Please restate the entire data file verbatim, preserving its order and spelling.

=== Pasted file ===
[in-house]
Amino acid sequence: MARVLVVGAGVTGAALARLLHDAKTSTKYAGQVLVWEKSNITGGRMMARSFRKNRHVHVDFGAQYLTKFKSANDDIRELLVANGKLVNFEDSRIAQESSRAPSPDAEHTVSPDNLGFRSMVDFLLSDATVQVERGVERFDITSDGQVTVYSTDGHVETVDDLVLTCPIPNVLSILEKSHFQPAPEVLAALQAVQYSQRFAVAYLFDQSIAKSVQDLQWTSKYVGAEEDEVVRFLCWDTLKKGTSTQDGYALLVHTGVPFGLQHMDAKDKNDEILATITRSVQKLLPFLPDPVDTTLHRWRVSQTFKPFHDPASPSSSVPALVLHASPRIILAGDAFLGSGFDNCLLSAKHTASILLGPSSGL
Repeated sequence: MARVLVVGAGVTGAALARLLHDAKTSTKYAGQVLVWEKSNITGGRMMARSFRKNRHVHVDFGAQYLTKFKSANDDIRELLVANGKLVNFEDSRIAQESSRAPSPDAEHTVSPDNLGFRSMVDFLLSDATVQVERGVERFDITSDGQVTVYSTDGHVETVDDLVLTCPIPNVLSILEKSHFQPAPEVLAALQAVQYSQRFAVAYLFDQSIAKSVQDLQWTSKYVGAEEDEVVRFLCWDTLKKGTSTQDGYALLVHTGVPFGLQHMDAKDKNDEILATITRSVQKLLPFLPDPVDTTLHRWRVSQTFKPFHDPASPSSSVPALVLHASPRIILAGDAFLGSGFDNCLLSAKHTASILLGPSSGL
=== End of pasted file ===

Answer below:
[in-house]
Amino acid sequence: MARVLVVGAGVTGAALARLLHDAKTSTKYAGQVLVWEKSNITGGRMMARSFRKNRHVHVDFGAQYLTKFKSANDDIRELLVANGKLVNFEDSRIAQESSRAPSPDAEHTVSPDNLGFRSMVDFLLSDATVQVERGVERFDITSDGQVTVYSTDGHVETVDDLVLTCPIPNVLSILEKSHFQPAPEVLAALQAVQYSQRFAVAYLFDQSIAKSVQDLQWTSKYVGAEEDEVVRFLCWDTLKKGTSTQDGYALLVHTGVPFGLQHMDAKDKNDEILATITRSVQKLLPFLPDPVDTTLHRWRVSQTFKPFHDPASPSSSVPALVLHASPRIILAGDAFLGSGFDNCLLSAKHTASILLGPSSGL
Repeated sequence: MARVLVVGAGVTGAALARLLHDAKTSTKYAGQVLVWEKSNITGGRMMARSFRKNRHVHVDFGAQYLTKFKSANDDIRELLVANGKLVNFEDSRIAQESSRAPSPDAEHTVSPDNLGFRSMVDFLLSDATVQVERGVERFDITSDGQVTVYSTDGHVETVDDLVLTCPIPNVLSILEKSHFQPAPEVLAALQAVQYSQRFAVAYLFDQSIAKSVQDLQWTSKYVGAEEDEVVRFLCWDTLKKGTSTQDGYALLVHTGVPFGLQHMDAKDKNDEILATITRSVQKLLPFLPDPVDTTLHRWRVSQTFKPFHDPASPSSSVPALVLHASPRIILAGDAFLGSGFDNCLLSAKHTASILLGPSSGL